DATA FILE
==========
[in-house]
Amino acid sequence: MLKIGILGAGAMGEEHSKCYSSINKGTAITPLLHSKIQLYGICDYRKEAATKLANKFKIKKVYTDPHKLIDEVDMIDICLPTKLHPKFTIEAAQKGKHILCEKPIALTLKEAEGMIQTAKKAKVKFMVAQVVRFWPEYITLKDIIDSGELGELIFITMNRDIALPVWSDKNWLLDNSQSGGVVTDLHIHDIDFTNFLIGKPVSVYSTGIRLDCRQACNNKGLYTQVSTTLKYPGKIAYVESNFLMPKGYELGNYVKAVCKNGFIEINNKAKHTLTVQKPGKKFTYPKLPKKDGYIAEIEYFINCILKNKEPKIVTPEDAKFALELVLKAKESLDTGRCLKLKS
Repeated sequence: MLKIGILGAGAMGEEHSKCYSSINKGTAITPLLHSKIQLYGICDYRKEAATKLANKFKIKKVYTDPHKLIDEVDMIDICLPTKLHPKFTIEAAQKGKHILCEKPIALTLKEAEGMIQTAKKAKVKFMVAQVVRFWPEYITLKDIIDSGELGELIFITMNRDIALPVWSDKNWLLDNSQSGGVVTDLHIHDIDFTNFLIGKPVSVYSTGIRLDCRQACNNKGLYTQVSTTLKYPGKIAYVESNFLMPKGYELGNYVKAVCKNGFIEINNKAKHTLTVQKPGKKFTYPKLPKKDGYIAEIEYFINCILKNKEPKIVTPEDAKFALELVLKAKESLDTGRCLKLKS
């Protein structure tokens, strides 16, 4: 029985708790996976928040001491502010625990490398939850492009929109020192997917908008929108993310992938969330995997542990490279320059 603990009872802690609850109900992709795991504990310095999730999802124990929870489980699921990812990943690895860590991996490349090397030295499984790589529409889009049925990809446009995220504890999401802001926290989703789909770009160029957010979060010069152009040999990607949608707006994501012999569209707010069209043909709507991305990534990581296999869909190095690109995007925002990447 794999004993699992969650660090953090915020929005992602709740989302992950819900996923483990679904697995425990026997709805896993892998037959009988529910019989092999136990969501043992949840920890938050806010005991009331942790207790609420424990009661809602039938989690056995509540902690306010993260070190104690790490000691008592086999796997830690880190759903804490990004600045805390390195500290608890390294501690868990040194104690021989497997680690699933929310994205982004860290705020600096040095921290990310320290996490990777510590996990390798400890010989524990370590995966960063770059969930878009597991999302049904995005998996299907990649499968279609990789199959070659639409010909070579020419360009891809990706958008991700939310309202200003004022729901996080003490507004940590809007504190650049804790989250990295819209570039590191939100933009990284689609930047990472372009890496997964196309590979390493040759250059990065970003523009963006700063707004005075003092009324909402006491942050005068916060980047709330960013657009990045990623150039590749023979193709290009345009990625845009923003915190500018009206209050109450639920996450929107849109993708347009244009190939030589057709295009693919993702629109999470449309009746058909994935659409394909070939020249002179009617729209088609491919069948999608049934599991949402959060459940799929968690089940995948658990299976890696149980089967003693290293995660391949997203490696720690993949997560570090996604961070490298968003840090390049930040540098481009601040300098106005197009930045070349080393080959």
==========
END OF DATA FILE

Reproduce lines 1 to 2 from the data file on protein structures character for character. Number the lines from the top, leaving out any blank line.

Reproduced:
[in-house]
Amino acid sequence: MLKIGILGAGAMGEEHSKCYSSINKGTAITPLLHSKIQLYGICDYRKEAATKLANKFKIKKVYTDPHKLIDEVDMIDICLPTKLHPKFTIEAAQKGKHILCEKPIALTLKEAEGMIQTAKKAKVKFMVAQVVRFWPEYITLKDIIDSGELGELIFITMNRDIALPVWSDKNWLLDNSQSGGVVTDLHIHDIDFTNFLIGKPVSVYSTGIRLDCRQACNNKGLYTQVSTTLKYPGKIAYVESNFLMPKGYELGNYVKAVCKNGFIEINNKAKHTLTVQKPGKKFTYPKLPKKDGYIAEIEYFINCILKNKEPKIVTPEDAKFALELVLKAKESLDTGRCLKLKS